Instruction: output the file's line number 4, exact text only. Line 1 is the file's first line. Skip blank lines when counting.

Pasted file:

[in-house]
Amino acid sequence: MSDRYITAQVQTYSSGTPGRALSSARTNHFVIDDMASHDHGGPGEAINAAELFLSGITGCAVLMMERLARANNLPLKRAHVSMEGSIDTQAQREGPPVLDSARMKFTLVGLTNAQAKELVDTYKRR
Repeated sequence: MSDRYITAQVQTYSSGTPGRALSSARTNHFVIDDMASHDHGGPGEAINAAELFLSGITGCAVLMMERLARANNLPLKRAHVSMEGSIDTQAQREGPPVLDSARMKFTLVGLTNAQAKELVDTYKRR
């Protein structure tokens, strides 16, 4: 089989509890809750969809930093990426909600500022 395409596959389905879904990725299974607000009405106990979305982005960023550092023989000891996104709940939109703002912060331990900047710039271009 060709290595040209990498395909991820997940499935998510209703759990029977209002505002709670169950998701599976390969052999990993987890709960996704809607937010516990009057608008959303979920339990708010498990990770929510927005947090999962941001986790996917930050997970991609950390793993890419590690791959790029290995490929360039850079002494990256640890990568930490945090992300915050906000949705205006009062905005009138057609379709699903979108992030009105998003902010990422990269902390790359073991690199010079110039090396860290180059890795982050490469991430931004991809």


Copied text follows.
């Protein structure tokens, strides 16, 4: 089989509890809750969809930093990426909600500022 395409596959389905879904990725299974607000009405106990979305982005960023550092023989000891996104709940939109703002912060331990900047710039271009 060709290595040209990498395909991820997940499935998510209703759990029977209002505002709670169950998701599976390969052999990993987890709960996704809607937010516990009057608008959303979920339990708010498990990770929510927005947090999962941001986790996917930050997970991609950390793993890419590690791959790029290995490929360039850079002494990256640890990568930490945090992300915050906000949705205006009062905005009138057609379709699903979108992030009105998003902010990422990269902390790359073991690199010079110039090396860290180059890795982050490469991430931004991809």